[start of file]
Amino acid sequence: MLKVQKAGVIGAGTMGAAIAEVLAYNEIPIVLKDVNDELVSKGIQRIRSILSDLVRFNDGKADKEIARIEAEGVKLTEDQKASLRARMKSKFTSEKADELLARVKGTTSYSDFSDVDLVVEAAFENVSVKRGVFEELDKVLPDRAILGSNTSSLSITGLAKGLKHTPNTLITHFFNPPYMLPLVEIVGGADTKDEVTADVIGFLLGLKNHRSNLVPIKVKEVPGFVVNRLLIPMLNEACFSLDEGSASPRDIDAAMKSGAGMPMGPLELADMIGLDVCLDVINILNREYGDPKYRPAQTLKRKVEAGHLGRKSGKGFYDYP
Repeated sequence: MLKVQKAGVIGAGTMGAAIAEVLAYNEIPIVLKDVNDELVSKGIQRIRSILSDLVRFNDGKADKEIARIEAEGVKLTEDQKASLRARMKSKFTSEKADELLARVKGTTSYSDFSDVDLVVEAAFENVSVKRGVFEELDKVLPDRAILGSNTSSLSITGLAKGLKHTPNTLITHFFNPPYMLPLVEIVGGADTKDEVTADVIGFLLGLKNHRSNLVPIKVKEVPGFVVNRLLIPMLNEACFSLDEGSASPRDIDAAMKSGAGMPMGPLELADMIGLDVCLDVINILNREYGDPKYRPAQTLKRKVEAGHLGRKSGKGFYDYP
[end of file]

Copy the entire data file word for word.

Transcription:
Amino acid sequence: MLKVQKAGVIGAGTMGAAIAEVLAYNEIPIVLKDVNDELVSKGIQRIRSILSDLVRFNDGKADKEIARIEAEGVKLTEDQKASLRARMKSKFTSEKADELLARVKGTTSYSDFSDVDLVVEAAFENVSVKRGVFEELDKVLPDRAILGSNTSSLSITGLAKGLKHTPNTLITHFFNPPYMLPLVEIVGGADTKDEVTADVIGFLLGLKNHRSNLVPIKVKEVPGFVVNRLLIPMLNEACFSLDEGSASPRDIDAAMKSGAGMPMGPLELADMIGLDVCLDVINILNREYGDPKYRPAQTLKRKVEAGHLGRKSGKGFYDYP
Repeated sequence: MLKVQKAGVIGAGTMGAAIAEVLAYNEIPIVLKDVNDELVSKGIQRIRSILSDLVRFNDGKADKEIARIEAEGVKLTEDQKASLRARMKSKFTSEKADELLARVKGTTSYSDFSDVDLVVEAAFENVSVKRGVFEELDKVLPDRAILGSNTSSLSITGLAKGLKHTPNTLITHFFNPPYMLPLVEIVGGADTKDEVTADVIGFLLGLKNHRSNLVPIKVKEVPGFVVNRLLIPMLNEACFSLDEGSASPRDIDAAMKSGAGMPMGPLELADMIGLDVCLDVINILNREYGDPKYRPAQTLKRKVEAGHLGRKSGKGFYDYP